Governor pitches biennial spending package

Gov. Jay Inslee met with Sound Publishing reporters and editors Thursday at the Bellevue Reporter office to discuss the executive branch’s 2015-17 budget proposal. Inslee’s office released the budget documents, which will be taken up by the Legislature when the regular session convenes Jan. 12. The coming session is scheduled to end April 27.

Gov. Jay Inslee answers questions about his 2015-17 budget from reporters and editors at the Bellevue Reporter office.

Let the Olympia money chase begin.

Gov. Jay Inslee met with Sound Publishing reporters and editors Thursday at the Bellevue Reporter office to discuss the executive branch’s 2015-17 budget proposal.

Inslee’s office released the budget documents, which will be taken up by the Legislature when the regular session convenes Jan. 12. The coming session is scheduled to end April 27.

The governor’s budget document states, “Our private sector is growing and unemployment is at its lowest levels since 2008. State revenue collections are rebounding, too — after several years of steady declines, revenue projections have increased in each of the past four quarters.”

Inslee tempered that good news by noting the economy is rebounding at a “much slower pace than after previous recessions. The latest projections for the 2015–17 biennium indicate revenue growth will remain modest for the foreseeable future.”

Looming over the budget and both the executive and legislative governing branches is the September contempt ruling by the state Supreme Court. The nine judges unanimously ruled the state has failed to fulfill its Constitutional duty to fund education.

The constitutional clause cited by the court in the 2012 McCleary v. Washington is: “It is the paramount duty of the state to make ample provision for the education of all children residing within its borders, without distinction or preference on account of race, color, caste, or sex.”

The Supreme Court Chief Justice Barbara A. Madsen wrote,”Sanctions and other remedial measures are held in abeyance,” to allow the Legislature to comply by the end of the 2015 session.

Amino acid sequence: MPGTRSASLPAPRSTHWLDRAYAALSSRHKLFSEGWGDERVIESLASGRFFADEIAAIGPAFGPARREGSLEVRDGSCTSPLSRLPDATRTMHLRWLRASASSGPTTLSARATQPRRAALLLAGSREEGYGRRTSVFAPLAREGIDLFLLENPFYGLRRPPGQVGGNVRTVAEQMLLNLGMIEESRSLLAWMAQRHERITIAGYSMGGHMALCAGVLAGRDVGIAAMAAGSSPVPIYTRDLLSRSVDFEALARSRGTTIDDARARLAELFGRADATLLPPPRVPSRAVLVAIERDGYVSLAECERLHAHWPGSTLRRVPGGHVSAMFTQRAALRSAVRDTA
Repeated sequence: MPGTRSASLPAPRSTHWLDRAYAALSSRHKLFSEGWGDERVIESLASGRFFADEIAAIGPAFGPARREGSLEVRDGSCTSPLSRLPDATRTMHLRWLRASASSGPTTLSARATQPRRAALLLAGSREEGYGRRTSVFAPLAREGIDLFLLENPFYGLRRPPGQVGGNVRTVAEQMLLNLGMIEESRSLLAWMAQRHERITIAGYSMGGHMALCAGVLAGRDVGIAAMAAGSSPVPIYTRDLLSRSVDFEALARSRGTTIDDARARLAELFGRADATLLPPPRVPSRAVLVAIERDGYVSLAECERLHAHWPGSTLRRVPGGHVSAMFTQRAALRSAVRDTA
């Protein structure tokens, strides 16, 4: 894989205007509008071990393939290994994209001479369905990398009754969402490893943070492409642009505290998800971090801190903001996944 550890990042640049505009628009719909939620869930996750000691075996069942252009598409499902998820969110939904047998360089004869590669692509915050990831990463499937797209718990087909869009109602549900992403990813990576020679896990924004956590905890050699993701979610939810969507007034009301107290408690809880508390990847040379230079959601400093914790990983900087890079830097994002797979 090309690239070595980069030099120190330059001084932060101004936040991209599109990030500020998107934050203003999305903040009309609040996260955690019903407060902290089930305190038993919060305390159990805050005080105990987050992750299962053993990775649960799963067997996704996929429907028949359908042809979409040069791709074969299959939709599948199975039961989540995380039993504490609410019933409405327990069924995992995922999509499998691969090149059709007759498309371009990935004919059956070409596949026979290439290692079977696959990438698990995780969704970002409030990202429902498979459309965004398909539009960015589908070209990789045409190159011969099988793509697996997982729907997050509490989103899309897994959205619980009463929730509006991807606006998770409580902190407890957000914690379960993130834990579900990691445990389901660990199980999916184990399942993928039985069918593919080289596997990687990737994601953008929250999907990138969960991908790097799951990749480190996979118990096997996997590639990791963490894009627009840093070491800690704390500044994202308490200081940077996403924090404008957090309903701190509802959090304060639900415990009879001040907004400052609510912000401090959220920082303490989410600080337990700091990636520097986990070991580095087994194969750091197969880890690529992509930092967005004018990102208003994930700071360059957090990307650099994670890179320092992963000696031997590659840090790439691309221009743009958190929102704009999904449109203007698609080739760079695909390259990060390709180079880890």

The governor’s document states: “The state is under court order to live up to its Constitutional obligation to adequately fund basic education.”Inslee’s budget allots $2.3 billion to its education plan. The budget cites funding for reduced class sizes and makes the statement his plan “fully funds basic education a full year ahead of schedule.”

There is also a freeze on resident undergraduate higher education tuition.

A statement released by state Superintendent Randy Dorn on Dec. 17 said, “Gov. Jay Inslee’s education budget proposal falls far short of what is needed to comply with the orders issued by the Supreme Court in McCleary v. Washington. If adopted, it would move this state one step closer to a constitutional crisis.”

When asked about the court’s ruling and Dorn’s statement Thursday, Inslee said his budget was not written to satisfy “nine people in black robes” but for the children of the state. Inslee also said Dorn has come up with no revenue plans to “fund education for children.”  The governor said he did not expect the court’s ruling to be appealed to the federal Ninth Circuit Court of Appeals because there is not a federal issue. Inslee said he has practiced law for 20 years and thought if it was appealed it would be “highly unlikely” the Ninth Circuit would rule on the issue.

Raising revenues is one of the critical underpinnings to the governor’s plan and he spent much of the time Thursday advocating for his budget revenue goals.

Inslee said the state cannot, “cut our way out to fund education…. Eventually we will follow the arithmetic. We can’t go backwards.”

The budget calls for a new capital gains tax on the sale of stocks, bonds and other assets “to increase the share of state taxes paid by our state’s wealthiest taxpayers. The state would apply a 7 percent tax to capital gains earnings above $25,000 for individuals and $50,000 for joint filers, starting in the second year of the biennium.”

Other revenue items are a tax of 50 cents per pack of cigarettes and taxing e-cigarettes and vapor products, raising an estimated $56 million.A market-based carbon pollution reduction plan is estimated to raise $380 million in new revenue.

Inslee said the carbon plan is needed to “clean the air… We have to do something to have cleaner air.”

Spending on transportation is critical, according to Inslee, to create jobs and sustain economic growth.

“We are getting more legislators who understand the need for transportation,” Inslee said. “We can’t run and hide from congestion and the ravages of carbon pollution.”

The transportation budget directs $3.6 billion to construction projects, including $856.5 million to complete the state Route 167 corridor in Pierce County.

 

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